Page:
Enfortumab Vedotin Plus Pembrolizumab Shows Promise in Urothelial Cancer

Published: Saturday, Sep 28, 2019

Christopher J. Hoimes, MD, Case Western Reserve/Seidman Cancer Center

Christopher J. Hoimes, MD

More than 70% of patients with cisplatin-ineligible locally advanced urothelial cancer had objective responses to the investigational antibody-drug conjugate enfortumab vedotin plus pembrolizumab (Keytruda), a preliminary clinical evaluation showed.

Responses to enfortumab vedotin and pembrolizumab occurred quickly and irrespective of PD-L1 expression status. The combination’s safety profile appeared to be manageable and tolerable and was similar to previous trials of single-agent enfortumab vedotin, Christopher J. Hoimes, MD, of Case Western Reserve/Seidman Cancer Center, reported at the 2019 ESMO Congress.

“There is a high unmet need for effective and tolerable therapies in first-line cisplatin-ineligible patients with locally advanced and metastatic urothelial cancer,” said Hoimes. “Enfortumab vedotin plus pembrolizumab demonstrates encouraging activity in this population. Enfortumab vedotin plus pembrolizumab has the potential to become a platinum-free option for cisplatin-ineligible locally advanced and metastatic urothelial cancer patients in the first-line setting.”

The study population described by Hoimes has a historical response rate of about 40% with standard-of-care regimens consisting of gemcitabine and carboplatin. The patients have limited treatment options that are associated with poor durability, tolerability, and survival, he said. Recently, PD-1/PD-L1 inhibitors have shown promising durability in patients whose tumors exhibited high PD-L1 expression.

Enfortumab vedotin targets nectin-4, a protein that is highly and uniformly expressed by urothelial cancer and certain other solid tumors. In an early clinical trial, treatment with single-agent enfortumab vedotin led to a 44% objective response rate, including complete responses in 12% of patients with locally advanced/metastatic urothelial cancer that had progressed on platinum-based chemotherapy and PD-1/L1 inhibitors. The agent had a manageable and tolerable safety profile.

The encouraging activity of single-agent enfortumab vedotin supported its evaluation in the first-line setting, said Hoimes.

Several lines of evidence provided a rationale for combining enfortumab vedotin with pembrolizumab. The anti–nectin-4 antibody is linked to the microtubule disruptor monomethyl auristatin E, which induces immunogenic cell death (ICD). ICD results in the release of innate immune-activating molecules that stimulate antigen presenting-cell activation and presentation of tumor antigens to T cells. The T-cells then mount an antigen-specific response, which PD-1/L1 inhibitors have been shown to augment.

Hoimes reported findings from a dose escalation/expansion study involving patients with cisplatin-ineligible urothelial cancer. The dose-escalation phase included patients (n = 5) with cisplatin ineligibility in the first- or second-line setting. The expansion phase limited enrollment to patients (n = 40) with newly diagnosed disease. Patients received enfortumab vedotin on days 1 and 8 of 3-week cycles, and pembrolizumab was administered on day 1 of each cycle.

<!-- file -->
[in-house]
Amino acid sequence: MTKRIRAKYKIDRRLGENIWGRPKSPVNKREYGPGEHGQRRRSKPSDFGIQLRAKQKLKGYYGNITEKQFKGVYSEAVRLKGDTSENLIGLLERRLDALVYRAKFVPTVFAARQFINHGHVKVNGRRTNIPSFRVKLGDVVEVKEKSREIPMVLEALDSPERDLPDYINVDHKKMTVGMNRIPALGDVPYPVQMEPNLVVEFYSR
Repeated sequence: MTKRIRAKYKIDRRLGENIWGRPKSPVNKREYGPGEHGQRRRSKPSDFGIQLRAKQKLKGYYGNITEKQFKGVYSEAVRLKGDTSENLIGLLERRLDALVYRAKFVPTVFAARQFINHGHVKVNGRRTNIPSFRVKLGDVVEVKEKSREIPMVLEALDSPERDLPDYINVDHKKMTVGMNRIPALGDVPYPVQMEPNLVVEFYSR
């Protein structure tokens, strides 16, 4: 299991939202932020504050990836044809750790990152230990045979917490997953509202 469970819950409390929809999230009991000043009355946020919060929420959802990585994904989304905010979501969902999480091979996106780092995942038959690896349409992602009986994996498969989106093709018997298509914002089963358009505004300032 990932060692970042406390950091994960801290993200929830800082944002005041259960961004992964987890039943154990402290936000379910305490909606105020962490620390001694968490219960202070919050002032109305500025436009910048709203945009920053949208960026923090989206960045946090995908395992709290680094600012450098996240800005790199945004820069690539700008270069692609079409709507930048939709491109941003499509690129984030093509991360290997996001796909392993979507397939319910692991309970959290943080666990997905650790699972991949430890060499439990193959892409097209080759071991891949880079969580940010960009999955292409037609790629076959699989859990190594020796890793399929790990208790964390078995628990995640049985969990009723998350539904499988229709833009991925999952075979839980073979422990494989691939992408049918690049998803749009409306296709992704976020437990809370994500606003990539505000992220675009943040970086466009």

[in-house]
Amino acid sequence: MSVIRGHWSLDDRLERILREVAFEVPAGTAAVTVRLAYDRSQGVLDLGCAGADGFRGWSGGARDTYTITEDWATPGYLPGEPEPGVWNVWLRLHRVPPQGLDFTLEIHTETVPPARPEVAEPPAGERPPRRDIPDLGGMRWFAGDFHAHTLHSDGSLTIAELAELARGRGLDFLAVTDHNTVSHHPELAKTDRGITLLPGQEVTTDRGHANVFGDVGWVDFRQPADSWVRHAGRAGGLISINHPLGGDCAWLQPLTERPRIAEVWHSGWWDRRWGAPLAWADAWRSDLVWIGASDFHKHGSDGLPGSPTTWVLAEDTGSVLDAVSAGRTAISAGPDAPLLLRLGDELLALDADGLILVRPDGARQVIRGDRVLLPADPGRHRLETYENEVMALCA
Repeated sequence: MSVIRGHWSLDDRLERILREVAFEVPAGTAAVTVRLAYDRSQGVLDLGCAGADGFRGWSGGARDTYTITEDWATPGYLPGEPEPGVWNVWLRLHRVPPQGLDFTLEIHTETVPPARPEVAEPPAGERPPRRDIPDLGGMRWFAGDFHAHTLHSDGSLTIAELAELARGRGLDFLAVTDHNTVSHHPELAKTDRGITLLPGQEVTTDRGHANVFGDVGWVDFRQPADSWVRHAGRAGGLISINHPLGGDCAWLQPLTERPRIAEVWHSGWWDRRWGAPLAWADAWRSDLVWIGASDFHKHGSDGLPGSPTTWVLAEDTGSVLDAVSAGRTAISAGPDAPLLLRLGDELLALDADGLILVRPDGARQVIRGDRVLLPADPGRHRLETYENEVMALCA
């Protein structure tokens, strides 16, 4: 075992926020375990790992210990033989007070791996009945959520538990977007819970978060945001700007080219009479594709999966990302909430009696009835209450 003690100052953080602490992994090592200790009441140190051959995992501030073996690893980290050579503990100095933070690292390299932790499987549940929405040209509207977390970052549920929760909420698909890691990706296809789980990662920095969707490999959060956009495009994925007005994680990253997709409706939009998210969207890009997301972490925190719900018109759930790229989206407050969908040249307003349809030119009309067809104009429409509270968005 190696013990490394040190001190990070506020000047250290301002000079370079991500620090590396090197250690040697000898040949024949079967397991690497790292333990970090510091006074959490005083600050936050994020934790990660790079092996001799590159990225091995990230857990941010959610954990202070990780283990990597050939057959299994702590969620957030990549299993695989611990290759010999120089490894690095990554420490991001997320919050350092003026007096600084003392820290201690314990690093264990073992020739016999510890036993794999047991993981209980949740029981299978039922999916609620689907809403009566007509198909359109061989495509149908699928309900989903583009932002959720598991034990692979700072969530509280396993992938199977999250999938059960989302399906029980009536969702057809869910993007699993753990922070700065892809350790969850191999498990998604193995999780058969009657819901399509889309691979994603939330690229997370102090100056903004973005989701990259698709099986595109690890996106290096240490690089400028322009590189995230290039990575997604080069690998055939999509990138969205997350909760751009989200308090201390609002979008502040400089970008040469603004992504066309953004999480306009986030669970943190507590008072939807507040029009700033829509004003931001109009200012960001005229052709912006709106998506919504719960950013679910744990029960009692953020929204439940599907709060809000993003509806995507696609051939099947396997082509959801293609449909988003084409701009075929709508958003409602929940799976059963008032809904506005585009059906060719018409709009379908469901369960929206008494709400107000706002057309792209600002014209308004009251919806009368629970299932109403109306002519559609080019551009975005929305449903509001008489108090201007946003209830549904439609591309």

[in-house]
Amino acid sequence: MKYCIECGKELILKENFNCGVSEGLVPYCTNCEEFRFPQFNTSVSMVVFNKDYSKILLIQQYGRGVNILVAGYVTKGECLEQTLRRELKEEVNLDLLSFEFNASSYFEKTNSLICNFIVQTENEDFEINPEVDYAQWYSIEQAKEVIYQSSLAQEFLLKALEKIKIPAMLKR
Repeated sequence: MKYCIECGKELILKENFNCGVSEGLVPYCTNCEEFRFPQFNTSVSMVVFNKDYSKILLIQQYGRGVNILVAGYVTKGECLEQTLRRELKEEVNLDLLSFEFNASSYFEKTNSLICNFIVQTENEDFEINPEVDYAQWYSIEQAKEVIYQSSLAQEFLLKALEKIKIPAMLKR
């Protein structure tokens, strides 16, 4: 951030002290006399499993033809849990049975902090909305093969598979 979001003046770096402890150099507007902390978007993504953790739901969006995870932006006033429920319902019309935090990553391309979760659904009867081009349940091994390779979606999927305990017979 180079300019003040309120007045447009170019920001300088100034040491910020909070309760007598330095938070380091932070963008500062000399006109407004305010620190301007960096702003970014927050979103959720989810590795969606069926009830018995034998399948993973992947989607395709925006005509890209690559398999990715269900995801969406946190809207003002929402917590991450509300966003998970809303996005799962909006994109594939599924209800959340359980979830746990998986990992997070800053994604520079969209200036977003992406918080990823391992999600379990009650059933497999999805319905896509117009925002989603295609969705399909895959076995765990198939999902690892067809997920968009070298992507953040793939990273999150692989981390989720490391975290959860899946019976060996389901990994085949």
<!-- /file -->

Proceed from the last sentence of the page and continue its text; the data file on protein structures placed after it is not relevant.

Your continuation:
The primary endpoints were adverse events and laboratory abnormalities. Secondary endpoints included dose-limiting toxicities, objective response rate, disease control rate, duration of response, and overall survival.

The 45 patients had a median age of 69, and men accounted for 80% (n = 36) of the study population. The primary tumor location was lower tract in 69% (n = 31), and metastatic sites consisted of lymph nodes only in 4 patients, and visceral disease in the remaining 41, including liver metastases in 15 patients. PD-L1 expression status by combined composite score was <10 in 19 patients, ≥10 in 13, and not evaluable/not available in 13.

Median treatment duration was 6.0 months and median number of treatment cycles was 7.0.

The combination of enfortumab vedotin and pembrolizumab led to objective responses in 32 (71%) patients, including complete responses in 6 (13%). Ten (22%) additional patients had stable disease as best results, leading to a clinical benefit rate of 93%. Two patients were not evaluable for response status, leaving just 1 patient with progressive disease as best response. All but 3 evaluable patients had some degree of tumor shrinkage.

Hoimes said 91% of objective responses were observed at the first assessment (week 9), and the median time to response was 2.0 months. Duration of response ranged from 1 to 10.5 months and ongoing, and 22 of 32 responding patients remained on treatment.

Treatment-related adverse events (TRAEs) occurring in ≥20% of patients included fatigue (49%), alopecia (47%), peripheral sensory neuropathy (47%), diarrhea (40%), decreased appetite (33%), dysgeusia (31%), nausea (29%), pruritus (27%), maculopapular rash (27%), weight loss (22%), and anemia (20%). The most common grade ≥3 TRAEs were increased lipase (13%), fatigue (9%), and maculopapular rash (7%).


View Conference Coverage
Online CME Activities
TitleExpiration DateCME Credits
Publication Bottom Border
Border Publication
x